Who Pays for Telephonic Court Hearings (and What Is Reasonable)
Though individual case-by-case ethical and professional judgments must be made about the need for a personal appearance, when telephonic alternatives are provided, there are many cases where the professional's participation is in a monitoring capacity or is sufficiently modest in substance that a telephonic alternative is very welcome. It serves client interests by greatly reducing travel time and expense, as well as the cost of out-of-town accommodations (especially when the travel would be long-distance) and it enhances our sense of personal and family security when we can reduce the number of out-of-town trips we have to make.2
To make the teleconference hearing work, a few basic rules of practice and etiquette have emerged. Someone has to make the call-in arrangements, usually by (a) booking a commercial conference call service to arrange a call-in number at a designated time, and (b) distributing the call-in information to the participants and the court. Persons on the phone ordinarily have to use their handsets or mute their microphones when they are not speaking, and need to be especially attentive to what is occurring in the court to know when it is appropriate to speak or not. Speaker/participants must also identify themselves each time they speak. These practices are familiar to most professionals. They are about the same for court hearings as they are for private client conference calls and other conference call meetings.
As teleconferencing has grown for hearings, especially in the bankruptcy context, there are apparently no hard-and-fast rules on the question of who pays and what is reasonable. How does that usually work? The practice seems to vary from court to court. In some cases, the court instructs debtor's counsel to set up a call-in reservation with a commercial service, so the cost is borne by the estate. In other cases, the party with the first request for telephonic participation is directed to make the arrangements. There, assuming that party is not the debtor, the cost may be borne by the client of the requesting counsel. That is what would happen if the lawyer booked or subscribed to a commercial service call-in and then recorded the cost as an expense to the client. The question of whether the cost of a telephonic hearing should be borne by an estate or in some allocable manner by all the participants is likely answered best on a case-by-case basis. It may depend on whether the hearing is of an emergency nature, or whether it is a monthly omnibus hearing. It may depend on the party on whose behalf it is arranged. Is it a debtor motion or motions, or is it a creditor request for relief? It may depend further on whether it is a two-party controversy or a proceeding involving multiple parties. Because parties are always free to come to the courthouse without being charged for it (aside from the time and travel expense), it can be argued that an estate should almost never have to bear the cost of a teleconference. On the other hand, if the estate bears the expense, there is a kind of fairness involved because (in most cases) the creditors collectively are the real bearers of the burden. Because it is a convenience offered by the courts, it can also be argued that the court itself on limited budget should almost never have to bear the cost.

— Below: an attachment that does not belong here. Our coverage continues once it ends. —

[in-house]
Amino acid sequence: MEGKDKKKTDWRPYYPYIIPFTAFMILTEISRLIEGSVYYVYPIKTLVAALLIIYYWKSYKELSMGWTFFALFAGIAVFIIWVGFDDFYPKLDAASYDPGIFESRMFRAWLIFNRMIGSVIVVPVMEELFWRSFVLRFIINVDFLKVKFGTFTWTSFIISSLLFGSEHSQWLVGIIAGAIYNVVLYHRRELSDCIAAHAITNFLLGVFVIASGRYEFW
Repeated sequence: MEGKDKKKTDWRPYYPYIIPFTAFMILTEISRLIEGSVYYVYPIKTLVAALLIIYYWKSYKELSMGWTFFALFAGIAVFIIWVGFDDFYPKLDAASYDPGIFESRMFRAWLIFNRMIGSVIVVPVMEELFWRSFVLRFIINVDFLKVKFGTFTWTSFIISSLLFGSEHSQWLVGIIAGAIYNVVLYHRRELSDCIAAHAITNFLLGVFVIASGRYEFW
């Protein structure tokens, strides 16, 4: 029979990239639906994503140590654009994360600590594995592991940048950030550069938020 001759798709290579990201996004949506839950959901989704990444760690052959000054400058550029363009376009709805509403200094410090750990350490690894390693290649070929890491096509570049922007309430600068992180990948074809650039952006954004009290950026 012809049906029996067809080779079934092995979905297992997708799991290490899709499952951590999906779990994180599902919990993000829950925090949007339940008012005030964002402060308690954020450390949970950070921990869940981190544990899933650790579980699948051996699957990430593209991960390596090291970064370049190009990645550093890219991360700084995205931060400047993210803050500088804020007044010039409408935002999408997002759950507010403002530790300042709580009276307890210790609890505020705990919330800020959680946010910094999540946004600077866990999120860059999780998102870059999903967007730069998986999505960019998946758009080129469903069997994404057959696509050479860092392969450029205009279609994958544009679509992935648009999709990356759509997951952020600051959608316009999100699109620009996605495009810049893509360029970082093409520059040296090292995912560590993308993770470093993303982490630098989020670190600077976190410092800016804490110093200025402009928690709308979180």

While there is not likely to be agreement to any uniform set of rules governing who pays, it is clear that no matter who pays there is a problem for someone if the expenses are not reasonable. If the expenses are subject to court review and approval, as they might be if procured by a debtor or a committee, the bankruptcy court itself would be expected to review the telephone charges for reasonableness. Bankruptcy courts typically restrict expense reimbursement to real cost recovery, and tend to disapprove any expense reimbursement that appears to contain a profit component on the theory that profit should be built into the professional fee. If the expenses are incurred by counsel for a creditor, a client is going to review the bills and may also have reason to question charges that appear to be well "above-market."